Traits in Covenant are anything that your character is, knows, or knows how to do. Their species and gender are traits. So are where they come from. So are their jobs, careers, hobbies, and any random skills that they’ve picked up along the way.
Whenever you spend a trait on bid, you add one to your bid. That’s one less Discipline that you have to spend on your bid. Best of all, you can spend any trait that applies to your current bid on that bid. It doesn’t matter how off-the-wall the connection is. As long as you can convince the FM that a trait has something to do with your bid, you can spend it on that bid.
Say you have the Rifles trait. You could spend this trait on bids when you:
- Shoot a rifle (you know how to aim a rifle and line up a shot)
- Defend yourself from a rifle attack (you know how people fight with rifles and can use that to your advantage)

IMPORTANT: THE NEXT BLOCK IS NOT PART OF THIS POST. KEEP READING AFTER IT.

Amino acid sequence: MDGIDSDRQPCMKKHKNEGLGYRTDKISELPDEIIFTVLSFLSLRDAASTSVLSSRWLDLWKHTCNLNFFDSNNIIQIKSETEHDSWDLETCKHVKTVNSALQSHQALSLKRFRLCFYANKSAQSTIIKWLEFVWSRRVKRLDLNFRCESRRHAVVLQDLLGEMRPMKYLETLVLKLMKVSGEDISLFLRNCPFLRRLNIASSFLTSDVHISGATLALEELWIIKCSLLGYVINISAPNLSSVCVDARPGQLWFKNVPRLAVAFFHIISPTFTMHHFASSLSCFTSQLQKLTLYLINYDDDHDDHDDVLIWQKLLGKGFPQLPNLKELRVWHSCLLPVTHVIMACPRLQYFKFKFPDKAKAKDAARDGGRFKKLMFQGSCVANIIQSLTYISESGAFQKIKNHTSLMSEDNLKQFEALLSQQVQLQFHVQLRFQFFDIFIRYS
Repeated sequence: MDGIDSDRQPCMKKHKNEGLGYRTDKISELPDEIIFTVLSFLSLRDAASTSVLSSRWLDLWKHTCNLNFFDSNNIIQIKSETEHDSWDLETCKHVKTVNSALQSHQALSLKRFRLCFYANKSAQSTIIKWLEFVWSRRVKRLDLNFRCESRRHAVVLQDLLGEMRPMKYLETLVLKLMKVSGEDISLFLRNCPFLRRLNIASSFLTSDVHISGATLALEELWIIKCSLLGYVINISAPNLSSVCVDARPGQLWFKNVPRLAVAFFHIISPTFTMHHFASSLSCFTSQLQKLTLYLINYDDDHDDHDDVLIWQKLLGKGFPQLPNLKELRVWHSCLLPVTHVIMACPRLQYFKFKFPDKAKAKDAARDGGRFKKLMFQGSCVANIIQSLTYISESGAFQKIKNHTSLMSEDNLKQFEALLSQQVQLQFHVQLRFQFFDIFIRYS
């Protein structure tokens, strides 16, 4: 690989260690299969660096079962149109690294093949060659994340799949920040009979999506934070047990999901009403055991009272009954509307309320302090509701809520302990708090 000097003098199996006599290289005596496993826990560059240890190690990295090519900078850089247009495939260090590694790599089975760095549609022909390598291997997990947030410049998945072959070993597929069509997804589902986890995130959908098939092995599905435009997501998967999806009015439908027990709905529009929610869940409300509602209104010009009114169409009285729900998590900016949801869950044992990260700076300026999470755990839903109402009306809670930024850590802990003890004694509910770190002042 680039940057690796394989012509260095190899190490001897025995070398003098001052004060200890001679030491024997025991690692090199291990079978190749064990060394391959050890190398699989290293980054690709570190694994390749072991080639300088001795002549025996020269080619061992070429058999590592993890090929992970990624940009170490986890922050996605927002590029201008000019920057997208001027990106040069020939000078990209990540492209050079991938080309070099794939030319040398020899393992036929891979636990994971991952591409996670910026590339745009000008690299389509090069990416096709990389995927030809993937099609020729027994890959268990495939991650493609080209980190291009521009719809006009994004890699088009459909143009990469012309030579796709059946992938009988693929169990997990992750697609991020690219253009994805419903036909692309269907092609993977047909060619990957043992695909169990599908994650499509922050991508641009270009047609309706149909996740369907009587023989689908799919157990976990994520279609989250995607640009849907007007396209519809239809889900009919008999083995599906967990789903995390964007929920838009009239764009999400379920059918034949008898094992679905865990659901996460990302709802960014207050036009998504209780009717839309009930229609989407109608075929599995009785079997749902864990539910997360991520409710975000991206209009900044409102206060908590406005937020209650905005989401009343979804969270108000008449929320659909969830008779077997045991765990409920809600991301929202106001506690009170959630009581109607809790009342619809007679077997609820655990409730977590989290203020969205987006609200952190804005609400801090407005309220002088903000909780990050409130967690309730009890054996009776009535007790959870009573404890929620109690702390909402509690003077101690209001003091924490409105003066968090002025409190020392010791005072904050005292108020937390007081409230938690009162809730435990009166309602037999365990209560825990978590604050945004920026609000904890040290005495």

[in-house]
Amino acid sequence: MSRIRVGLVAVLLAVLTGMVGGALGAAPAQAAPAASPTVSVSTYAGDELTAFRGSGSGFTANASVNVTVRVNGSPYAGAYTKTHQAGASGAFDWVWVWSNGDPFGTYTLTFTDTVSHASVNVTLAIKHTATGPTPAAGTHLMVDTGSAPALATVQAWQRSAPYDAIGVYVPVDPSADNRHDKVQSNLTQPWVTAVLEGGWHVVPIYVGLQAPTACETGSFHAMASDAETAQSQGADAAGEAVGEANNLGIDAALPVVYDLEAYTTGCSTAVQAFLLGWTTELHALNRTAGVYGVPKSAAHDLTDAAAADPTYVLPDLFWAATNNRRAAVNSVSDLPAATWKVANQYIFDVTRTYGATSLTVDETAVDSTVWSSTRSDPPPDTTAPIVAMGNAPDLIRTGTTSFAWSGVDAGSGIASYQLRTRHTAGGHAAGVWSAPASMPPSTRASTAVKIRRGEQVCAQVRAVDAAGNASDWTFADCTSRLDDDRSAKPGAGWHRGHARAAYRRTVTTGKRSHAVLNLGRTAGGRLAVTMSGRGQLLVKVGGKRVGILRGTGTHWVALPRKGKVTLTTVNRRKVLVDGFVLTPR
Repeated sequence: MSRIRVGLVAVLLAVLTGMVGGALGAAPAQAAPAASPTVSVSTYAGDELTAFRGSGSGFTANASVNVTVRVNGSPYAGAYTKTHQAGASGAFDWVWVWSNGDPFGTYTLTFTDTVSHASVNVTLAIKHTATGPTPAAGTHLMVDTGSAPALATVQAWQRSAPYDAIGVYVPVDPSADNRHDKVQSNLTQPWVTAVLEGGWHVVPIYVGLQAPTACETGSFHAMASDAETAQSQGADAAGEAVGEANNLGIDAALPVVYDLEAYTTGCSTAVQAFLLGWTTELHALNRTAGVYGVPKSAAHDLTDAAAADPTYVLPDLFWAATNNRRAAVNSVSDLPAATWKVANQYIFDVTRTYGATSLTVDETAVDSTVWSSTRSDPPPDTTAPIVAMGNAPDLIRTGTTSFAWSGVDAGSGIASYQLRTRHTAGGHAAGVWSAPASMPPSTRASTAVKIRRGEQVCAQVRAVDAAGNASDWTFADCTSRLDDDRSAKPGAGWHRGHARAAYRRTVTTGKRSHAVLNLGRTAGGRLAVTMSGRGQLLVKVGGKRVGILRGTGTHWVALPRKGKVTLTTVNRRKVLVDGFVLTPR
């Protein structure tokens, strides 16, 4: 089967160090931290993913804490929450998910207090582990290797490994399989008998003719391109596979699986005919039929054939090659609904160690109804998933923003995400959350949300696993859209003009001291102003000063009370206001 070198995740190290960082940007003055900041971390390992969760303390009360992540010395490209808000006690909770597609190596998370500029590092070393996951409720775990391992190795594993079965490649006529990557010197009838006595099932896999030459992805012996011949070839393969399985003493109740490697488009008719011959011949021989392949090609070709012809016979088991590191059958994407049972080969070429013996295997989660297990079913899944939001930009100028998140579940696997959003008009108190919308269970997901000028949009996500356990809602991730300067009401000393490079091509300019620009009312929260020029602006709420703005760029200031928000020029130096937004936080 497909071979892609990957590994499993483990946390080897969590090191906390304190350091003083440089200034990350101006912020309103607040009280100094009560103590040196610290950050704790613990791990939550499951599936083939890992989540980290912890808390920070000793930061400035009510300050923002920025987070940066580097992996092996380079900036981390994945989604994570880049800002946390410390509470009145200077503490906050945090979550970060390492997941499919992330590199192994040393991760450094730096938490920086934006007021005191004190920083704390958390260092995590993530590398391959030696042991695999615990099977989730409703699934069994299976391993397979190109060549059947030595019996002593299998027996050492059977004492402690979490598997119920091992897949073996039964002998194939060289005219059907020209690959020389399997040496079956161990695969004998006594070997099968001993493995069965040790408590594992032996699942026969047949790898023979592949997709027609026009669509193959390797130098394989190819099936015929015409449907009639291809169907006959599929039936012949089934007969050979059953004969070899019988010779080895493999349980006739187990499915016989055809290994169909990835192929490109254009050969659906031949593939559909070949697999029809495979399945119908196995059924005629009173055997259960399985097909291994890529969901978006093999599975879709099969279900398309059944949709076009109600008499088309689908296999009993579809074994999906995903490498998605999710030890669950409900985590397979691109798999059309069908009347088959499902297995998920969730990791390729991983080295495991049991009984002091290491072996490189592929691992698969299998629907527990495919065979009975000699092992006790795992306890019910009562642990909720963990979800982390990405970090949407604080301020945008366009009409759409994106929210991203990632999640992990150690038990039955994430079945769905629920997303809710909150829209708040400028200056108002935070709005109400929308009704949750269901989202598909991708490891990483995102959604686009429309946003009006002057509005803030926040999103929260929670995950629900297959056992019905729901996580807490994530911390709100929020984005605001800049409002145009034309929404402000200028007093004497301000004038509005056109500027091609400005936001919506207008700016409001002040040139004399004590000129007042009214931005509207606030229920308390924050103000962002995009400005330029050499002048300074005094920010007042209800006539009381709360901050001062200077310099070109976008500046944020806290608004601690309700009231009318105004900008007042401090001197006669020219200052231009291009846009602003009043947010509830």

- Repair a rifle (you know the inner workings of rifles)
- Buy a rifle (you know how to recognize a good rifle from a shoddy or inaccurate one)
- Talk to people who use rifles, like soldiers and mercenaries (you can talk shop)
And so on.
Many other roleplaying systems, like Dungeons and Dragons, have something similar to traits in skills. They works, but we decided that they were a little too restrictive for Covenant. They tend to have a small number of well-defined uses. If you try to use them for something unconventional, you either can’t or must come up with a house rule on the spot. The Discipline game mechanic, on the other hand, implies that you can use any and all of your character’s resources in any way you can imagine, or at least in any way that fits the current situation. Covenant’s traits had to have that flexibility, as well.
That’s about it on traits for now. Tune in next week for advantages and disadvantages.